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Pearson v. Safeco Insurance Company of Indiana

United States District Court, N.D. Georgia, Atlanta Division

January 3, 2018

DAVID PEARSON, et al., Plaintiffs,



         This is a breach of contract action stemming from a dispute over insurance coverage. It is before the Court on the Plaintiffs David and Elizabeth Pearson's Motion to Remand [Doc. 5] and the Defendant Safeco Insurance Company of Indiana's Motion to Dismiss [Doc. 4]. For the following reasons, the Plaintiffs' Motion to Remand is GRANTED in part and DENIED in part, and the Defendant's Motion to Dismiss is DENIED.

         I. Background

         This dispute stems from Safeco's partial denial of coverage under a homeowner's insurance policy that had been purchased by the Pearsons. The Pearsons are Florida domiciliaries, while Safeco is an Indiana corporation with its principal place of business in Massachusetts. The other Defendant, Big Red Construction Company, is incorporated and has its principal place of business in Georgia.

         On January 29, 2016, Mr. Pearson discovered that a water heater had malfunctioned and caused water damage to their home.[1] That same day, Mr. Pearson notified Safeco of the loss, which the Plaintiffs contend was covered under the Policy.[2] After filing their claim, the Pearsons allege that a Safeco agent and field adjuster met with the Pearsons at their home and advised them not to commence remediation until Safeco determined whether or not the water damage was covered under the Policy.[3] Safeco then hired an expert, Jeffrey Tarbutton, to determine the cause of the water damage.[4] Tarbutton came to the Pearsons' home and conducted an inspection on February 11, 2016.[5] After Tarbutton's inspection, on February 15, 2016, Safeco told the Pearsons that they should begin the water mitigation process as soon as possible.[6] Three days later, on February 18, 2016, the Pearsons hired Big Red to do just that.[7] Then, on February 25, 2016, an Industrial Environmental Professional named George Osborne determined that mold was present at all levels of the home and in the HVAC system.[8] Osborne recommended that the Pearsons remove and replace all wallboard, insulation, fiberglass ductwork, and other porous materials in the home to insure that the mold problem was fully remediated.[9] Such a large remediation job was costly, and required the Pearsons to move out of their home for a significant period of time.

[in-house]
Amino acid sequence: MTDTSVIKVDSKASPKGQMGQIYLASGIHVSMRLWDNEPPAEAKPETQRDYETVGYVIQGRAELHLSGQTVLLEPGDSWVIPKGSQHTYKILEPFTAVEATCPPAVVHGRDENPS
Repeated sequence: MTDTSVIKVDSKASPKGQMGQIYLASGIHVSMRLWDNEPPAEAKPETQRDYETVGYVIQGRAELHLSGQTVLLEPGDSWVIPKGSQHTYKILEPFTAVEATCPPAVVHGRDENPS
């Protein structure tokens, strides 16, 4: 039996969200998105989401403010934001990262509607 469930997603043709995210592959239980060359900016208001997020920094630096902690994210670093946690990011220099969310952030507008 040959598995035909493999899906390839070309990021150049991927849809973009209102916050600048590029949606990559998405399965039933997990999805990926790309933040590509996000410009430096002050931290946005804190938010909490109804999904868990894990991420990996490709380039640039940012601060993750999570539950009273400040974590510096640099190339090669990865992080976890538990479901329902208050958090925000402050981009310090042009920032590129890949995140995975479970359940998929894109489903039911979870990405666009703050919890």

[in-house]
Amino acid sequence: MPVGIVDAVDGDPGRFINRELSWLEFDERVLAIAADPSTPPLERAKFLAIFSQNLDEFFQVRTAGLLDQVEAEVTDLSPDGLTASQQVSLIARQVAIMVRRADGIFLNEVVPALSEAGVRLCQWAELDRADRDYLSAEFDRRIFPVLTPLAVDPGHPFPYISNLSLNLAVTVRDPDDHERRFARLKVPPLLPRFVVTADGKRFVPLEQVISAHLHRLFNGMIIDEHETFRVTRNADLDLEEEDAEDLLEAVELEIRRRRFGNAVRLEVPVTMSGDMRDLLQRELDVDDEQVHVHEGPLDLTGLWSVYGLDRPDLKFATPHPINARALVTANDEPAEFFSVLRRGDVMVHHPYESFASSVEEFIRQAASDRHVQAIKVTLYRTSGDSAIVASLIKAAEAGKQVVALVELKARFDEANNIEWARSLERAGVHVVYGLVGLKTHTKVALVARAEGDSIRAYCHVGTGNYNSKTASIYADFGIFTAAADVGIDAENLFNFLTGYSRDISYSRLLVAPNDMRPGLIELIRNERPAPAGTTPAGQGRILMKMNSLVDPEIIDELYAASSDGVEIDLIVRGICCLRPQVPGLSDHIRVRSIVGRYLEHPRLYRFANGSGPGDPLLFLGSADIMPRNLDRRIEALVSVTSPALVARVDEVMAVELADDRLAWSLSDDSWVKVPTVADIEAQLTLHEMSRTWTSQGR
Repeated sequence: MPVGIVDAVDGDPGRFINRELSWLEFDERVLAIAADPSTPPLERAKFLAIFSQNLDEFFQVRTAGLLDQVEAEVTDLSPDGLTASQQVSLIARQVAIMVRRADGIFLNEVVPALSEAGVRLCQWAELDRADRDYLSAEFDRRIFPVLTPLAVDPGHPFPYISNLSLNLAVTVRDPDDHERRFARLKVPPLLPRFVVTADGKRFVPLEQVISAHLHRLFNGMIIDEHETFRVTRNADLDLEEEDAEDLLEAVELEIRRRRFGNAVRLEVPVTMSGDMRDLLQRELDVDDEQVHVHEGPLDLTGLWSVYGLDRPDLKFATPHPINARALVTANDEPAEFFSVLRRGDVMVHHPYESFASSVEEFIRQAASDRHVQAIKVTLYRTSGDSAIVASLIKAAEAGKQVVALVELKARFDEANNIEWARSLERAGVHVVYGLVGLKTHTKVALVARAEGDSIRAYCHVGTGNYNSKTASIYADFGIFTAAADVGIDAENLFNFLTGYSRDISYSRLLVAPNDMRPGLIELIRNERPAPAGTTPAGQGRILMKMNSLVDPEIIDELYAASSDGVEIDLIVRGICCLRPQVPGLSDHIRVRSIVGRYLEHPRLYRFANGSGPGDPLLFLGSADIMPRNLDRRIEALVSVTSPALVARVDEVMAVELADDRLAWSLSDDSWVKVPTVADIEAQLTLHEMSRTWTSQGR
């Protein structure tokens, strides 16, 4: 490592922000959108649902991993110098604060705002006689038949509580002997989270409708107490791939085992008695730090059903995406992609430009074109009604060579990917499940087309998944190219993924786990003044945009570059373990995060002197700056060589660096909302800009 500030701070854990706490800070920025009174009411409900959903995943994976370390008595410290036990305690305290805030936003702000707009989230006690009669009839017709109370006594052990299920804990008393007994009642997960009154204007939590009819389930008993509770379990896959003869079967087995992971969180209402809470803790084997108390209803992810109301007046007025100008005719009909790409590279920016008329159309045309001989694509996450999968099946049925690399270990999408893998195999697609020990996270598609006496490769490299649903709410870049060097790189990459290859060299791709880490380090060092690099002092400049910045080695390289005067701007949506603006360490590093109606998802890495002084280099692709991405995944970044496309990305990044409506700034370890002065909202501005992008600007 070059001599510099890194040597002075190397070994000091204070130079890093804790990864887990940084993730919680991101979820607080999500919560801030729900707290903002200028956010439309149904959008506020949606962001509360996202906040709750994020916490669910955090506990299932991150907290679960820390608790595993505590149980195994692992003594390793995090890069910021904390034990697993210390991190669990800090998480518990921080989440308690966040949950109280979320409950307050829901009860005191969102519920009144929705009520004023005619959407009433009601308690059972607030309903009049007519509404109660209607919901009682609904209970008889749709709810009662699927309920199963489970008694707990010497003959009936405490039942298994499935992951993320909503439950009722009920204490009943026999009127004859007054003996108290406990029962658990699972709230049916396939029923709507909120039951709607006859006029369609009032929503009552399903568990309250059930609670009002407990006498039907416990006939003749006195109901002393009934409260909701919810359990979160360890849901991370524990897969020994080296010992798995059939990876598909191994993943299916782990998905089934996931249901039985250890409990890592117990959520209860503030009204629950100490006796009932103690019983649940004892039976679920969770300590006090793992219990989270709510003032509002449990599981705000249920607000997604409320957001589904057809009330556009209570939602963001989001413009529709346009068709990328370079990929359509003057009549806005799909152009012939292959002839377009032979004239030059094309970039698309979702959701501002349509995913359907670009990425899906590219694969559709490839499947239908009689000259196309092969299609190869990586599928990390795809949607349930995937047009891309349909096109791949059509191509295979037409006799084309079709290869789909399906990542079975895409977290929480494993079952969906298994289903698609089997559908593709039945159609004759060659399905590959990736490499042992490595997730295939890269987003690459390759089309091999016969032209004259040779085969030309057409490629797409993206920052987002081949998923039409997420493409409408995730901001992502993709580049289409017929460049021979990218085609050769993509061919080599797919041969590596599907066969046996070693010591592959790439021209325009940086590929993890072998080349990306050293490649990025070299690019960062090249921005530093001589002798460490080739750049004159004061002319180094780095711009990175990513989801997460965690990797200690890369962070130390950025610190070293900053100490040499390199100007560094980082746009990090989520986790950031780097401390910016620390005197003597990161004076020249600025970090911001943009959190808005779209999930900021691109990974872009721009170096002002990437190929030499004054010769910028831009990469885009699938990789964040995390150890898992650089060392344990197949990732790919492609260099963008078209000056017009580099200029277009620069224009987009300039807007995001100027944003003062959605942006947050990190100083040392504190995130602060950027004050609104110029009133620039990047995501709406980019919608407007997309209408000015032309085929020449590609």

Despite Tarbutton's and Osborne's reports confirming the cause and extent of the damage, the Pearsons allege that Safeco only paid them a portion of what they are owed under the Policy.[10] Safeco, for its part, has claimed that some of the damage to the home was not covered under or was limited by the Policy, and has suggested that some of the damage might be the fault of Big Red.[11]

         As a result of Safeco's denial, the Pearsons first filed suit against Safeco and Big Red in state court on May 22, 2017. At the time of filing, the Pearsons submitted documents necessary for service on Big Red and Safeco to the DeKalb County and Gwinnett County Sheriffs' Offices, respectively. The Gwinnett County Sheriff served Safeco just three days later, on May 25, 2017, but the DeKalb County Sheriff did not serve Big Red until June 21, 2017. In the meantime, Safeco filed a Notice of Removal on June 15, 2017. The Pearsons filed a Motion to Remand, arguing that the ability for cases to be removed should not turn on the timing of service. When this Court disagreed, the Pearsons voluntarily dismissed their case on September 1, 2017.[12]